Nowadays, most countries use the Gregorian calendar and the beginning of the new year is celebrated on January 1. Celebrating New Year in Serbia, or Yugoslavia, became particularly significant after the end of the Second World War when the attempted extermination of the importance that a large part of the Christian population from this region attached to the celebration of Christmas, so that the attention was then focused on then the less celebrated and unpopular calendar "New Year".
At its meeting on 25 December 2009, the Holy Synod made a number of decisions concerning the external work of the Russian Orthodox Church. Regarding the Patriarch Kirill's report on his visit to Azerbaijan for the 30th anniversary of the Caucasus Muslim Board Chairman Allahshuqur Pasha-zade's being in the capacity of sheikh-ul-Islam and his meeting there with Patriarch-Catholicos Iliya II of All Georgia, it was agreed that the meeting was important for strengthening and developing fraternal relations between the Russian and Georgian Orthodox Churches. As had been agreed with the head of the Georgian Church, the Holy Synod resolved that Archimandrite Roman (Lukin), Moscow diocese, be sent to Tbilisi for pastoral care of Russian-speaking believers and be charged with representing the position of the Russian Orthodox Church as needed. With regard to the talk that Patriarch Kirill had with Azerbaijani President Ildar Aliev, it was agreed to develop cooperation with the Azerbaijani authorities. Gratitude was expressed to Allahshuqur Pasha-zade for the warm welcome in Baku and importance of strengthening relations with the Muslim Board for the Caucasus was noted.
As the Christmas and New Year Holidays draw near, it is time for all Serbian children living in Australia and New Zealand to think about attending Summer Camp at our St. Sava Monastery in Hall, New South Wales. Here, at our beautiful Summer Camp, the campers will have a chance to spend a week worshipping, praying, studying our Orthodox Christian Faith, learning to sing both church and folk songs, to dance Serbian dances, arts and crafts, sports, visitations to local sites and week filled with rich and rewarding experiences!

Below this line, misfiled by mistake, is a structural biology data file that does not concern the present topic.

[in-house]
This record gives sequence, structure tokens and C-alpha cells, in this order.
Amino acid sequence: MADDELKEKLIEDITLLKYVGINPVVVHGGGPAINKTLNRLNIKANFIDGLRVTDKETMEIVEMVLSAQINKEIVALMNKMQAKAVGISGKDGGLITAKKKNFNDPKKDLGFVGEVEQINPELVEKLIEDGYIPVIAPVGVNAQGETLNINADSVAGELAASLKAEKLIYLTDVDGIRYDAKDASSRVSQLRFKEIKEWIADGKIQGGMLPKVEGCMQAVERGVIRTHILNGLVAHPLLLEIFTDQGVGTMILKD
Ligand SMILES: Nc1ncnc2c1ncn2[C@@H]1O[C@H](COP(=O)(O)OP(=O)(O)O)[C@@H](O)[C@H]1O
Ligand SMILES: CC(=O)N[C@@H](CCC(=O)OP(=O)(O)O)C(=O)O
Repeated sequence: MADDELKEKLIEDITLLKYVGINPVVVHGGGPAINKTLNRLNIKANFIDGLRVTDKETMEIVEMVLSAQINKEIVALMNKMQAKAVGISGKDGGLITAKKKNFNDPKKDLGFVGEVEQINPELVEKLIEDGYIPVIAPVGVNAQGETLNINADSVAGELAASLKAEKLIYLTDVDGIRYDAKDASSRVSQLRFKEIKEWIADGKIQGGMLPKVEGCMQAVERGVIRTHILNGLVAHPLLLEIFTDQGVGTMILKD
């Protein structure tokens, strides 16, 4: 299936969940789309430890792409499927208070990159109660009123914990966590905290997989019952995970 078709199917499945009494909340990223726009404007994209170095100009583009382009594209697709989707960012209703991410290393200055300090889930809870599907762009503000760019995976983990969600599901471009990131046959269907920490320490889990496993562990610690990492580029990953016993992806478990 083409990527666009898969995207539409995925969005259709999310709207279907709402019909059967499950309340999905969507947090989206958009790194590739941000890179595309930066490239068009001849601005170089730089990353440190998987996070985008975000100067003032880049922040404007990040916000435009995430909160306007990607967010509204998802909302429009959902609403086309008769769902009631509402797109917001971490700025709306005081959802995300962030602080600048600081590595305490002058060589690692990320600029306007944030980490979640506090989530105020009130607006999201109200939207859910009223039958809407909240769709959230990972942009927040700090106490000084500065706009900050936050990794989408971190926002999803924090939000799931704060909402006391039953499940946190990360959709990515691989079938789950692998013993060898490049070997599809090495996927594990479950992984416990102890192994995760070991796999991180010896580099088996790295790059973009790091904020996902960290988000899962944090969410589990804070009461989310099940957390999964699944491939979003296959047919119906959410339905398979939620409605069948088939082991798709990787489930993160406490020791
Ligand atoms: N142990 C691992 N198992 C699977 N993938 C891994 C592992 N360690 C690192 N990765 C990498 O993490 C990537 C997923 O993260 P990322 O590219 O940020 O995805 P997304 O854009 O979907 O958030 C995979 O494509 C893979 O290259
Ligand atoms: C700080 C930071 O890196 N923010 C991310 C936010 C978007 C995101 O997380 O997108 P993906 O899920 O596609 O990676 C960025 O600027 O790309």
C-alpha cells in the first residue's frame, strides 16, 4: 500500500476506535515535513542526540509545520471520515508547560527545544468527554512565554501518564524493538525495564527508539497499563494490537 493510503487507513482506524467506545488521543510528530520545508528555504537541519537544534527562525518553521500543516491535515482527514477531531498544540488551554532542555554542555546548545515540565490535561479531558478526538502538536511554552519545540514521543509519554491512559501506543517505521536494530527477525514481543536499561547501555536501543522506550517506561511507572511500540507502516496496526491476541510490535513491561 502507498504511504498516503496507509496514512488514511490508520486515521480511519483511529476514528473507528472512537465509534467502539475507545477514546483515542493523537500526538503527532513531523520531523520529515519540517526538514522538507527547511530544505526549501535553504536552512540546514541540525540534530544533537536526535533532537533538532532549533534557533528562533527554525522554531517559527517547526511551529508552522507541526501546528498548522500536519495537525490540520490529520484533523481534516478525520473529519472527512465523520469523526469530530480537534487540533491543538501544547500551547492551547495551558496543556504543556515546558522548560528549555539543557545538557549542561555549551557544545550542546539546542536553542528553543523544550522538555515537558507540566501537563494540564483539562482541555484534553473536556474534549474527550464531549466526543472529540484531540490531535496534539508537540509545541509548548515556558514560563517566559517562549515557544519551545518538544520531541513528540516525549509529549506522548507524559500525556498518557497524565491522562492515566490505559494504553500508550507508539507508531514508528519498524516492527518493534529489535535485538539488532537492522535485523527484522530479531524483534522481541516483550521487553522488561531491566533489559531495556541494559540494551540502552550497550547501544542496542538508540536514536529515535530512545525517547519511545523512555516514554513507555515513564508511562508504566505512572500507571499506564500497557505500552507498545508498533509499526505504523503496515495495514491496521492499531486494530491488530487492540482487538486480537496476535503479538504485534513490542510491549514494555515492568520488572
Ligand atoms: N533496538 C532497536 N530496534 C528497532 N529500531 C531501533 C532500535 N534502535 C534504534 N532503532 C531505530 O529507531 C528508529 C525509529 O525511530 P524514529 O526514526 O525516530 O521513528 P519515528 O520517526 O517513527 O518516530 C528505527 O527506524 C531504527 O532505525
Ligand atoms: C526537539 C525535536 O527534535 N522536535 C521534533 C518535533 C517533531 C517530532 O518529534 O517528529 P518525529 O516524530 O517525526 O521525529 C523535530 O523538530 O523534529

His All Holiness Ecumenical Patriarch Bartholomew received His Excellency Yves Leterne, the Prime Minister of Belgium, to the Ecumenical Patriarchate on December 30, 2009.
Before his departure from the Phanar, the Belgian Prime Minister toured the Patriarchal Church of St. George and finally said: "It was very interesting to visit the roots of the Christian faith in this region of the world. The Orthodox Church is one of those roots, binding together the whole society."
With the blessing of His Eminence Metropolitan Amfilohije of Montenegro and the Littoral, locum tenens of Patriarchate throne, His grace vicar Bishop Atanasije of Hvosno, during the Divine Liturgy at the Church of Sinaxis of Serbian Saints in Karaburam, awarded archpriests Radomir Radovanovic, the head of the church of St. Nicholas in Visnjica; Radenko Zivaljević, the head of the church of St. Stefan in Veliko Selo, and Ilija Rosic, parish priest of the church of the Sinaxis of All Serbian Saints in Karaburmi, with the right to wear the pectoral cross. Also, Bishop Atanasije, with the blessing of Metropolitan Amfilohije, awarded presbyters Milan Lucic, Rada Simic and Djordje Dragutinovic with a rank of protopresbyter.
The first ever Divine Liturgy was celebrated by Archbishop Innokenty of Korsun in Castelo Branco, Portugal, during his pastoral visit to Portugal on December 23-27. Surrounded by dense forests, this city has seen only Orthodox prayer services. Sometimes there were evangelizing talks organized through the efforts of the Moscow Patriarchate community in Lisbon. The city is located 200 km away from the Portuguese capital. There are many Orthodox Christians, economic immigrants from Eastern Europe, who just as the locals are engaged in sheep breeding, horticulture and cultivation of olives.